Dlr: South ♠ K J 10 8 4 Vul: Both ♥ J 7 ♦ 4 ♣ 9 8 5 4 3 ♠ A Q 9 7 5 ♥ A 5 4 2 ♦ A 10 9 ♣ A
 West North East South 1♠ Pass 4♠ Pass 6♠ All Pass

Against your ambitious slam, West leads a low trump, East discarding. Do you see a way to 12 tricks?

## Solution

On the trump lead, declarer won the trick cheaply in hand. He could count eight top tricks. However, as there were not enough entries to set up clubs and enjoy the established winner, declarer saw that he needed to ruff four cards in dummy to make his contract. That made West the danger hand because he could lead a second trump to scupper the contract.
One potential winning position was when East started with the K and Q. The contract would then make unless there was a distributional nightmare in the side suits. However, as the chance of that occurring was well below even money, declarer decided to try his luck in diamonds first.
At trick two he cashed the A and continued with a tricky 9, intending to throw a heart from dummy if West followed low. When West played the Q, declarer had to ruff in dummy. After cashing the A and ♣A, declarer led the 10. West had to follow with a low card and declarer discarded dummy’s J. East took the trick with the J but declarer had the last seven tricks on a high cross-ruff. If West had covered the 10, declarer would ruff and hope for the best in hearts.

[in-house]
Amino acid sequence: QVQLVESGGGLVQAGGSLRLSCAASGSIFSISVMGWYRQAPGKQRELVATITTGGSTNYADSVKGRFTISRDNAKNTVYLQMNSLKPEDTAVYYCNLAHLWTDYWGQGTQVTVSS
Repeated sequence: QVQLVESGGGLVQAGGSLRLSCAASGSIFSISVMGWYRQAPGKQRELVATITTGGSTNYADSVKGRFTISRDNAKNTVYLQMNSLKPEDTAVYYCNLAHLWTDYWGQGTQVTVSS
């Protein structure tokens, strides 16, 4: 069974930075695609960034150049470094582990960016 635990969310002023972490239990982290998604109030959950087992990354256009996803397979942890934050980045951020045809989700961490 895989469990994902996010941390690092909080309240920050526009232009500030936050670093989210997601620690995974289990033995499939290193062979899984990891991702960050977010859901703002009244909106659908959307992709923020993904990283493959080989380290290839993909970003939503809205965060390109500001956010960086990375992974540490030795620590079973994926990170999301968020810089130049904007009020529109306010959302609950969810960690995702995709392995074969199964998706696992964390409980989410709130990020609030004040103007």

Essentially, declarer would have made his contract most of the time that East had at least two diamond honors or the K and Q, which totals to about 70% of the time, assuming that West would have led a diamond if he’d held the K-Q-J. The full deal:

 Dlr: South ♠ K J 10 8 4 Vul: Both ♥ J 7 ♦ 4 ♣ 9 8 5 4 3 ♠ 6 3 2 ♠ — ♥ K Q 9 8 ♥ 10 6 3 ♦ Q 8 6 2 ♦ K J 7 5 3 ♣ K 2 ♣ Q J 10 7 6 ♠ A Q 9 7 5 ♥ A 5 4 2 ♦ A 10 9 ♣ A